Aerden (aerden) wrote,

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Tonight, I attended a reception at the Lighthouse of Houston for a company of five dancers from India who have various degrees of visual impairments, from low vision to total blindness. These dancers are in town to perform in Stafford, Texas Friday night. They will perform Panchavaktram, a ballet portraying how Lord Shiva and Shakthi created the universe out of the void, using the five elements of earth, air, fire, water, and space. Please note, when I say 'ballet,' what I really mean is classical Indian dance.

The reception was faxcinating because the dancers gave a demonstration of how they are taught new choreographies and hand gestures for their dances.

They use ankle bells to determine each others' positions, and they are able to move about the stage with impressive synchronization. Before they perform or even practice for the first time, they and their instructor pace off the stage from front to back, right and left, and as they do so, they determine the size and shape of the dance space.

They have been dancing together for twenty years, and they come from the south of India. I believe two of them are totally blind, and the other three have low vision. Their instructor teaches them new steps and hand gestures by feel. They seem to learn while standing in a circle, before they start learning the figures of each dance.

Now, the way they taught us was, 'Get in a circle and start to move, and while you're moving to the music, we'll teach you the dance.' I didn't really care for that method, but I'm presuming it was the quickest and easiest way to get audience involvement. The way I prefer to learn is, first you learn the steps, then you learn the figures, then you perform the dance without music, then you do it with music. And then you practice like crazy until performance time. I'm presuming that's closer to the way they do it when they don't have to get an audience to participate with them.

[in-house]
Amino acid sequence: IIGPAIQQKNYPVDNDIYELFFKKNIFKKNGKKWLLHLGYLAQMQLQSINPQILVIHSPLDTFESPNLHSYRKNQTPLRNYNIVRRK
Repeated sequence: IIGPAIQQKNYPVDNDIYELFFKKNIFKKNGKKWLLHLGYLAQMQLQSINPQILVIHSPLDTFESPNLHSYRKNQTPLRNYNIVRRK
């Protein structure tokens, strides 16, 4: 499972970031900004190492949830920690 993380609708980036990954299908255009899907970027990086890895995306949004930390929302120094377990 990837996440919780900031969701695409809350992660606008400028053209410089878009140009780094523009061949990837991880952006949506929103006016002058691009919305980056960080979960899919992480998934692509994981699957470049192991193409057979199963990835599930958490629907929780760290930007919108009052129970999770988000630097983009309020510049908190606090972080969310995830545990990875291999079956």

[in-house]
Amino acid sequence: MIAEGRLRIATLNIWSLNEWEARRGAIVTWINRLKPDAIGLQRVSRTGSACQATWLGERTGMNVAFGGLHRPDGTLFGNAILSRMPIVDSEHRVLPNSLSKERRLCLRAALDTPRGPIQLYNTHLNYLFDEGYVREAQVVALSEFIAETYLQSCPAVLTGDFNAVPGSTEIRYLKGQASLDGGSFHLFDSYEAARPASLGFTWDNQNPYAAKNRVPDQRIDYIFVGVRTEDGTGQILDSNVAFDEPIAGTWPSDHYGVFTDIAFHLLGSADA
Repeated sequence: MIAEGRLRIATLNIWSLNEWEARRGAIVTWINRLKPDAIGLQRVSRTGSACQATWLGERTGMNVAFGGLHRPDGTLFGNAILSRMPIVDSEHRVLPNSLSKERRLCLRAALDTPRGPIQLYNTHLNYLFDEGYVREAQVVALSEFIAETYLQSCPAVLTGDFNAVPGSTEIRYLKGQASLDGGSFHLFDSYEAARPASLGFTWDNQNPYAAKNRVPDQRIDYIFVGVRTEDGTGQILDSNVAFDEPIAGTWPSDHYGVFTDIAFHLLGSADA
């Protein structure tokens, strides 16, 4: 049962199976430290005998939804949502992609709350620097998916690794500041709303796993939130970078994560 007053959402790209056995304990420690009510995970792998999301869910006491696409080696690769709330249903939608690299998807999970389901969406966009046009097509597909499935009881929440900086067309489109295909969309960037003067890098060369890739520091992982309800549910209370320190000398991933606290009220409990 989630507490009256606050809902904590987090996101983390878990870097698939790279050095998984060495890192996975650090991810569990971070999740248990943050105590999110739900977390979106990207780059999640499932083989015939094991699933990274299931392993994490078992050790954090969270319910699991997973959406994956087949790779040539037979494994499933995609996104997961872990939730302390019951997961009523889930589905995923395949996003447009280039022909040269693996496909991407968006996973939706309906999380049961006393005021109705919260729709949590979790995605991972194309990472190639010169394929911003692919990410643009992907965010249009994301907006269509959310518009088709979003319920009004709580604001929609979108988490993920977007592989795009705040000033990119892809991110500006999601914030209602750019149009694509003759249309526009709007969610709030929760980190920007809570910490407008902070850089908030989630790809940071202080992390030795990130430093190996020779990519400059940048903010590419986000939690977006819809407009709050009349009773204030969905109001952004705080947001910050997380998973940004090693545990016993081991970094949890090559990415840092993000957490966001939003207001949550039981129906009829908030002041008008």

We learned a couple of basic steps, similar to what I know from medieval dance. One, I considered a demarche in place, which you can do standing in one spot or moving to the right, in a circle.

Forward right foot - lunge down and forward; clap your hands
Back left foot
back right foot - straighten; clap your hands
Forward left foot
Forward right foot - lunge down and forward; clap your hands

Basically, your left foot stays in one place, and your right foot moves. For circle dances, you move the 'back right foot' slightly to the right each time.

They performed two dances--one seemed to be a piece from Panchavaktram. The other might also have been from the ballet; but the first was more obviously so. The first was about fire and featured movement about the stage; the second might have been about earth, because the dancers stood in poace.

The second dance was a combination of six steps or rhythms, in which the dancers pretty much stood in place and moved their feet very fast. I likened it to belly dancing with the feet--that's how fast they were moving. It was sort of like tap-dancing, but the dancer remained in one place, and the feet moved at warp nine. In a way, it also reminded me of Irish step-dancing, the way the dancers kept so still, except for their feet and legs.

I would have loved to have sat and talked with those guys and learned more of their steps than I could from mere observation, though I did get up and join in the audience part. I've wented to get back into dancing for a while. I hope I get to see the ballet, sometime.

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